The ANC provided a leader who unified and prevented horrendous bloodshed. But sparing South Africa from conflict is not the same thing as liberating South Africa from oppression. There is a price to pay for confusing the two.

The ANC accelerated a shift in the way black and brown people understood their relationship to the government. It did this at first by talking, then by inflicting violence. The State shook it off. After it was banned, ordinary South Africans used it as a focal point and rallying cry as they liberated themselves.

Post-Cold War trade rerouting made the bans many in the world had been crying out for easier, which brought about apartheid’s economic death. The romanticized version says the bans were initiated because the black lives of liberation stalwarts mattered that much to global economies’ consciences. If that’s so, why isn’t the West not that much ahead of us in eradicating racism today?

Second to its formation, no hour in a political party’s life is more formative than its graduation to being a governing party. The lies a party tells at the assumption of power insidiously latch to its people’s egos, sucking them into the gravity of their own spin machines. That is how the ANC fell under the deception that its members were directly responsible for dismantling apartheid and were to be singularly credited with accomplishments that required global events (and a lot of help!) from beyond their sphere of influence.

An awareness of one’s limits develops humility; self-deception develops entitlement. Without a correspondence between reality and narrative to stabilise the relationship between effort in and results out at that time, the party could never develop a grasp for the mathematical relationship between their ideologies and desired results for today. The ANC can’t govern because at a formative moment, it believed a lie about the relationship between its efforts and the liberation of the country it was to govern. We know it believed a lie because if humility is the mark of knowing one’s strengths and weaknesses, the ANC is drowning in hubris and parched for results.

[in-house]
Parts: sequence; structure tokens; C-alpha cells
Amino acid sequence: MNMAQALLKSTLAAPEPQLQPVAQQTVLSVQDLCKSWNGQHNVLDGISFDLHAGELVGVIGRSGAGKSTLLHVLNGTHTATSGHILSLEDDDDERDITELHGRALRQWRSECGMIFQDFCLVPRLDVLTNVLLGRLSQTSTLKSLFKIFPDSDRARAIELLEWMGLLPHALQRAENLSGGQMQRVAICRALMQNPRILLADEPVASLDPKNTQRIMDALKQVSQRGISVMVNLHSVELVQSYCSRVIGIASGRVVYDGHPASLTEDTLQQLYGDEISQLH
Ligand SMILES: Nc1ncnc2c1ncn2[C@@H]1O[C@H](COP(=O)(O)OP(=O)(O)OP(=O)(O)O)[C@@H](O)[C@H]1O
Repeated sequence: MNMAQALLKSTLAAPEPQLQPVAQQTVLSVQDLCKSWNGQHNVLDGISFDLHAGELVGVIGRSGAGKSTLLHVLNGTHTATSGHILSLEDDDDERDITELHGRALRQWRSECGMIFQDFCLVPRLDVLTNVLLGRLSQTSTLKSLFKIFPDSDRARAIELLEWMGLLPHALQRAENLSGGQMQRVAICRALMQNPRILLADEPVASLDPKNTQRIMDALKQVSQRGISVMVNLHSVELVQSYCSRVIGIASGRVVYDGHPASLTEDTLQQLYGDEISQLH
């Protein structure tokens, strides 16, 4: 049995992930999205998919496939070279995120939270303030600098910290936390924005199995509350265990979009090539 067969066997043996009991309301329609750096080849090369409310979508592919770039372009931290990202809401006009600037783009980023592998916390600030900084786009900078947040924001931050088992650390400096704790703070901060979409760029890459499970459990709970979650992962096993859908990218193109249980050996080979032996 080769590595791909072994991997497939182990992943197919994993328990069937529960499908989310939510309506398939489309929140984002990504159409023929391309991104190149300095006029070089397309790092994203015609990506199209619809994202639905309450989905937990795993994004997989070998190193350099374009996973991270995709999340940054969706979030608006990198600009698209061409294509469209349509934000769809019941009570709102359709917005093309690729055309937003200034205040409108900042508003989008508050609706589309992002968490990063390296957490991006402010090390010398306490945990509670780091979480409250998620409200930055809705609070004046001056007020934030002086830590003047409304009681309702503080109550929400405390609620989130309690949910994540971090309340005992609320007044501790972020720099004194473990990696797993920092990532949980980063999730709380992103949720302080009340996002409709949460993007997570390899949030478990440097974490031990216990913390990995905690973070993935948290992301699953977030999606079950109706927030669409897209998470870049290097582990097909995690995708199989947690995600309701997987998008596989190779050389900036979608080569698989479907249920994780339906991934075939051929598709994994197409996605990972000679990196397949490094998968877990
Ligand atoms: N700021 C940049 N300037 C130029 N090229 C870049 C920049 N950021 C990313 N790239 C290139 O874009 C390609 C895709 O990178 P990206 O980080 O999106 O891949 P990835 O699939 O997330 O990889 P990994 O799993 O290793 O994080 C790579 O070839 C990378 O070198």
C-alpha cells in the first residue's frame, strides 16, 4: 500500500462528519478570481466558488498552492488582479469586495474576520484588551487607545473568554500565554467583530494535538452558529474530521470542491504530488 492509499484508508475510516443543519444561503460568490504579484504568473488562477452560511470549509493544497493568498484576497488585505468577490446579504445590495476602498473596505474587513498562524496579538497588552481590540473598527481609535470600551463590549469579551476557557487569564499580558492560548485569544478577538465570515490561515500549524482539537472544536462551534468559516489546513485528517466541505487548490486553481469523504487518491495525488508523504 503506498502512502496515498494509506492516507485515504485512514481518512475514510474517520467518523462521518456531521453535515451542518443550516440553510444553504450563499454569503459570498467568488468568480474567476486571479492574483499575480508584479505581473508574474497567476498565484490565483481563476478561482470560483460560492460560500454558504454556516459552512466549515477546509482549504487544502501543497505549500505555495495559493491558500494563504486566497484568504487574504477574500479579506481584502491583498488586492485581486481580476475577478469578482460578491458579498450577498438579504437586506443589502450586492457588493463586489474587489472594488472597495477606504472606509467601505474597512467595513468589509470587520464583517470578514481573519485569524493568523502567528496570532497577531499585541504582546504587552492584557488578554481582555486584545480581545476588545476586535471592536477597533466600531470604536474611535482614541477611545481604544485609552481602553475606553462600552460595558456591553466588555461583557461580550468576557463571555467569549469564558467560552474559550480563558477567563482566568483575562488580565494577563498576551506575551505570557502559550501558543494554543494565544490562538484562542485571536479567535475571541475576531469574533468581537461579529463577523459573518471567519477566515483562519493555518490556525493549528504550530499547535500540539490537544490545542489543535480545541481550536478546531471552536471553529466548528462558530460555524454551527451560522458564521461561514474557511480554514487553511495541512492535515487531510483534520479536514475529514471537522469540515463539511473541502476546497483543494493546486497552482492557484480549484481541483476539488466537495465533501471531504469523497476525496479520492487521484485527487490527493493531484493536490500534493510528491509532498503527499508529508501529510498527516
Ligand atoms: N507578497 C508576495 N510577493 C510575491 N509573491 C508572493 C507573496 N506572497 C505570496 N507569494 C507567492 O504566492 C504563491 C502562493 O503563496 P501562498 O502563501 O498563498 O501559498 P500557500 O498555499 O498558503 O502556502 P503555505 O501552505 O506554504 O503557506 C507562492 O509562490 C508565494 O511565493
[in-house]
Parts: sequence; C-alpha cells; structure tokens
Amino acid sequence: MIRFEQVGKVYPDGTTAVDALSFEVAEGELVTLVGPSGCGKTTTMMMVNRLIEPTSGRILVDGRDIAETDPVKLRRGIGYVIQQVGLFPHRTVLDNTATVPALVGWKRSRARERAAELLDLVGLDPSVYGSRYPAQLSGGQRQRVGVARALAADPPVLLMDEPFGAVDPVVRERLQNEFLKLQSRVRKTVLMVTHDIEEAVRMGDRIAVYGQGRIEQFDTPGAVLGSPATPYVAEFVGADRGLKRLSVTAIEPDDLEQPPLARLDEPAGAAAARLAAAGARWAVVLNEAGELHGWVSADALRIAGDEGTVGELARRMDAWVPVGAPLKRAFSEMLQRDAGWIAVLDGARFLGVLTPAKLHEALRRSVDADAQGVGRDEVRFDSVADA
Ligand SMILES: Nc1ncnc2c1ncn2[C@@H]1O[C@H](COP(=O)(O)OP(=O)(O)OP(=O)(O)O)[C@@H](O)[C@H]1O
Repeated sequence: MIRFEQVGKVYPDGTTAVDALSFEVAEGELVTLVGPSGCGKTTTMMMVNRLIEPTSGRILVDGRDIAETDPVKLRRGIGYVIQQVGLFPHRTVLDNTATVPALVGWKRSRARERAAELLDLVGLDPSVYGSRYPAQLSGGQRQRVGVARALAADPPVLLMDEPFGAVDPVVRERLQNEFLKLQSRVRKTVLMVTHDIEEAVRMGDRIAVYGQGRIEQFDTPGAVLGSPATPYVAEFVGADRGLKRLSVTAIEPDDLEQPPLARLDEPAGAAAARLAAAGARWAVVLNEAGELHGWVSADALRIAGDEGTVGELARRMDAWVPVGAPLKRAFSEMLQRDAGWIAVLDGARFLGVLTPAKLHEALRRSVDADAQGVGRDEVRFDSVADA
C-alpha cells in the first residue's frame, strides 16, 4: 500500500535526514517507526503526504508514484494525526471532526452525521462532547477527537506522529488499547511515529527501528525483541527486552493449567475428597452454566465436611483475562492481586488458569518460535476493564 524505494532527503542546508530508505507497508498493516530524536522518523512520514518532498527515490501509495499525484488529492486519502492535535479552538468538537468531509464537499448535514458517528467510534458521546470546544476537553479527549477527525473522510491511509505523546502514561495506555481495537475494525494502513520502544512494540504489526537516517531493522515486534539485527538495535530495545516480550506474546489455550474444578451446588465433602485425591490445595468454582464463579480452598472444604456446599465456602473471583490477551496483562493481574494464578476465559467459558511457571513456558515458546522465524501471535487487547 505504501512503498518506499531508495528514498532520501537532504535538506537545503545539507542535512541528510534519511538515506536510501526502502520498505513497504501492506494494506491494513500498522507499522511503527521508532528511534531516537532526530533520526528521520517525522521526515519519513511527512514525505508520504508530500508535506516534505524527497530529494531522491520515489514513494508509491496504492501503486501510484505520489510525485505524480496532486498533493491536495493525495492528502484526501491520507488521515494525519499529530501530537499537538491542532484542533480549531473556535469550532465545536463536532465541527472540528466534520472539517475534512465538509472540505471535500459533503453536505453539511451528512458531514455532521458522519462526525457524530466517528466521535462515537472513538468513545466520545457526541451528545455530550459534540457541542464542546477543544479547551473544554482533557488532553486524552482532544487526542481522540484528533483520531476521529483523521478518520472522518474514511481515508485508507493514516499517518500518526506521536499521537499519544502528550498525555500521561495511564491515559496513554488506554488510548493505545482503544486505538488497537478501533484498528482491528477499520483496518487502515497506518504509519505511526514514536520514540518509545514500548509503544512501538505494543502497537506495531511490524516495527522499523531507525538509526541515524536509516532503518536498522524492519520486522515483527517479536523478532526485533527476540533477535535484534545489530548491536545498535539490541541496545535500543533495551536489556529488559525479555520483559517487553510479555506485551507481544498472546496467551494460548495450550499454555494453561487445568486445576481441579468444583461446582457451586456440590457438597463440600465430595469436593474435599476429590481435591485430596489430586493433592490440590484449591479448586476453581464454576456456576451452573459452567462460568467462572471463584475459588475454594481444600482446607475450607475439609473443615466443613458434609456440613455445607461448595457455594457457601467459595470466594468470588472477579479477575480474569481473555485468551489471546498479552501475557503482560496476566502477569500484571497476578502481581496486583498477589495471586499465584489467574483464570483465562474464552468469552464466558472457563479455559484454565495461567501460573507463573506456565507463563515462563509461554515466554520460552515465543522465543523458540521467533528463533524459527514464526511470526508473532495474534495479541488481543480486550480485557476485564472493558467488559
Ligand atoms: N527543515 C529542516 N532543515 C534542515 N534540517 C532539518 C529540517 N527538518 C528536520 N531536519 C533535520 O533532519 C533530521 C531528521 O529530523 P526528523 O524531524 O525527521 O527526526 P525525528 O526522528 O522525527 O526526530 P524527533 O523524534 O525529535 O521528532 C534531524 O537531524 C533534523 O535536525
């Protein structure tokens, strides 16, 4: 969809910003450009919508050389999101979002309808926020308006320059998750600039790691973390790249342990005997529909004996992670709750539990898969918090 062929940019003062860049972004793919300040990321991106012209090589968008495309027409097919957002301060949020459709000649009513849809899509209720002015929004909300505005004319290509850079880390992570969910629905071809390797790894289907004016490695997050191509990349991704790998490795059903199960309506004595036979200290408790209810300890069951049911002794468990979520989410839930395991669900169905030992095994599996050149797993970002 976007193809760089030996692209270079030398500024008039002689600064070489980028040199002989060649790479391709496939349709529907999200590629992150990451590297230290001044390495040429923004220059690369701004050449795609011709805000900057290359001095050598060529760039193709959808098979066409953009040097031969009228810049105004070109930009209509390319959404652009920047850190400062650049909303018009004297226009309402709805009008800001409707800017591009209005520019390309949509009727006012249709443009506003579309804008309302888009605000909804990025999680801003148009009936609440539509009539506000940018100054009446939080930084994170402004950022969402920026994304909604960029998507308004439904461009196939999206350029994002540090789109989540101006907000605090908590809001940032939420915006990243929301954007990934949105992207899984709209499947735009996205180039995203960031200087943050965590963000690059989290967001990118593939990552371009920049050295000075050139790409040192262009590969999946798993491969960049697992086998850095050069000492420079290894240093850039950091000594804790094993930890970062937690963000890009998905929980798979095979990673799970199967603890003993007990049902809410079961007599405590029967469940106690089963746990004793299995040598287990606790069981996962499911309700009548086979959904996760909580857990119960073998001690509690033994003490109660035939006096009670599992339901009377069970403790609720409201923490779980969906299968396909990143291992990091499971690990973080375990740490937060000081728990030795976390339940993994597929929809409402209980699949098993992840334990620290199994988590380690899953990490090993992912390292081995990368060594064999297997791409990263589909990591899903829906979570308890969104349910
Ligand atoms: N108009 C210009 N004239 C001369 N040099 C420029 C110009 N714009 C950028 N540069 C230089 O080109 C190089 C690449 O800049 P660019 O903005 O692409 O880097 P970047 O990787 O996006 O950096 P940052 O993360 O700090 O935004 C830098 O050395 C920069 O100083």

When we believe the ANC liberated South Africa, we follow its lead and fall into confusion about what unseats unjust office-bearers. It is not embarrassment, but if you think it is, you will sign petitions and have 3-day demonstrations. What unseats them is cut-off to resources they need or the unworkability of systems they put in place for their benefit. Previous posts list examples of what that looks like when the laws are unjust; when the laws are fine but their enforcers are not, the target shifts only slightly. You barricade and hold those people hostage until they quit. This is civil disobedience, and I explain its ramifications better in Facebook threads where people ask questions about it.

The skeleton key that unlocks the closet to all the ANC’s skeletons is that its children are political and ideological bastards. They were despised from birth by those who truly fathered that freedom. That’s why the ANC sees them not as trusting, precious supporters to be nurtured, but as objects to be exploited. #RememberKhwezi.

The ANC could not have fathered the New South Africa because it was not there; it was being exiled, arrested and killed in sacrifices that could not liberate South Africa except in the narratives we told to put flesh on and prettify the unfeeling financial skeleton of the world that was emerging. When someone invites you to take over a country the way the National Party did the ANC, it isn’t your victory to claim; it’s that person’s to give. Given that the ANC had been impotent all along, no amount of propping it up at the essential moment could help it father what it, in the end, never fathered. The patriarchal hang-ups that come with knowing this are not mine and are probably not yours, but they’re theirs and they explain why our ruling-party office-bearers are so insecure, paranoid and cynical. It’s because they know that the New South Africa is either the Old in disguise, or the hate child of those who ran and exploited the Old. Either way, it is not their child.